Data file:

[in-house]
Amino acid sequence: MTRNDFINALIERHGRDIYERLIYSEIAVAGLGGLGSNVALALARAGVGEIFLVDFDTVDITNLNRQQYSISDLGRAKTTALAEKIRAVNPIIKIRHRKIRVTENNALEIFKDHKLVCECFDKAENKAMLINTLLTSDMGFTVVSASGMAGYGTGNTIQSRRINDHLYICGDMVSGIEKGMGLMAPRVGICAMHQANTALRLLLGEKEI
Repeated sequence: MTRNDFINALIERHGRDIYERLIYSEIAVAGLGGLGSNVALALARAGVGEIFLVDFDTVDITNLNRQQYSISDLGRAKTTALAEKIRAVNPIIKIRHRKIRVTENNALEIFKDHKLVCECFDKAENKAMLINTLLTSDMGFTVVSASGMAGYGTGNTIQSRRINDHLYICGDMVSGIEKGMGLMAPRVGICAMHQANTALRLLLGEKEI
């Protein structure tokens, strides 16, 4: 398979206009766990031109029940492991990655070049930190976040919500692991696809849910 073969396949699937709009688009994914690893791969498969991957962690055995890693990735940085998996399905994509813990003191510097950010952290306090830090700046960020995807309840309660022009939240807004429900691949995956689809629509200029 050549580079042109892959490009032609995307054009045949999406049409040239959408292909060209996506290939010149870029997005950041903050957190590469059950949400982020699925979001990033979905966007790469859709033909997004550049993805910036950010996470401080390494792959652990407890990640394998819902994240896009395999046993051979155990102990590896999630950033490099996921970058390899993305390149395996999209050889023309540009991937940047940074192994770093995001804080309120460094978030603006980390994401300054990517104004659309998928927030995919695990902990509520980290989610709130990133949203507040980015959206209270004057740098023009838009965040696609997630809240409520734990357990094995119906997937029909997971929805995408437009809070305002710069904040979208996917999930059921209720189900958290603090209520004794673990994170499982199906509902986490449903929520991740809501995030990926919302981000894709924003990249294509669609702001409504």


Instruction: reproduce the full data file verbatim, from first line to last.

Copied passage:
[in-house]
Amino acid sequence: MTRNDFINALIERHGRDIYERLIYSEIAVAGLGGLGSNVALALARAGVGEIFLVDFDTVDITNLNRQQYSISDLGRAKTTALAEKIRAVNPIIKIRHRKIRVTENNALEIFKDHKLVCECFDKAENKAMLINTLLTSDMGFTVVSASGMAGYGTGNTIQSRRINDHLYICGDMVSGIEKGMGLMAPRVGICAMHQANTALRLLLGEKEI
Repeated sequence: MTRNDFINALIERHGRDIYERLIYSEIAVAGLGGLGSNVALALARAGVGEIFLVDFDTVDITNLNRQQYSISDLGRAKTTALAEKIRAVNPIIKIRHRKIRVTENNALEIFKDHKLVCECFDKAENKAMLINTLLTSDMGFTVVSASGMAGYGTGNTIQSRRINDHLYICGDMVSGIEKGMGLMAPRVGICAMHQANTALRLLLGEKEI
């Protein structure tokens, strides 16, 4: 398979206009766990031109029940492991990655070049930190976040919500692991696809849910 073969396949699937709009688009994914690893791969498969991957962690055995890693990735940085998996399905994509813990003191510097950010952290306090830090700046960020995807309840309660022009939240807004429900691949995956689809629509200029 050549580079042109892959490009032609995307054009045949999406049409040239959408292909060209996506290939010149870029997005950041903050957190590469059950949400982020699925979001990033979905966007790469859709033909997004550049993805910036950010996470401080390494792959652990407890990640394998819902994240896009395999046993051979155990102990590896999630950033490099996921970058390899993305390149395996999209050889023309540009991937940047940074192994770093995001804080309120460094978030603006980390994401300054990517104004659309998928927030995919695990902990509520980290989610709130990133949203507040980015959206209270004057740098023009838009965040696609997630809240409520734990357990094995119906997937029909997971929805995408437009809070305002710069904040979208996917999930059921209720189900958290603090209520004794673990994170499982199906509902986490449903929520991740809501995030990926919302981000894709924003990249294509669609702001409504």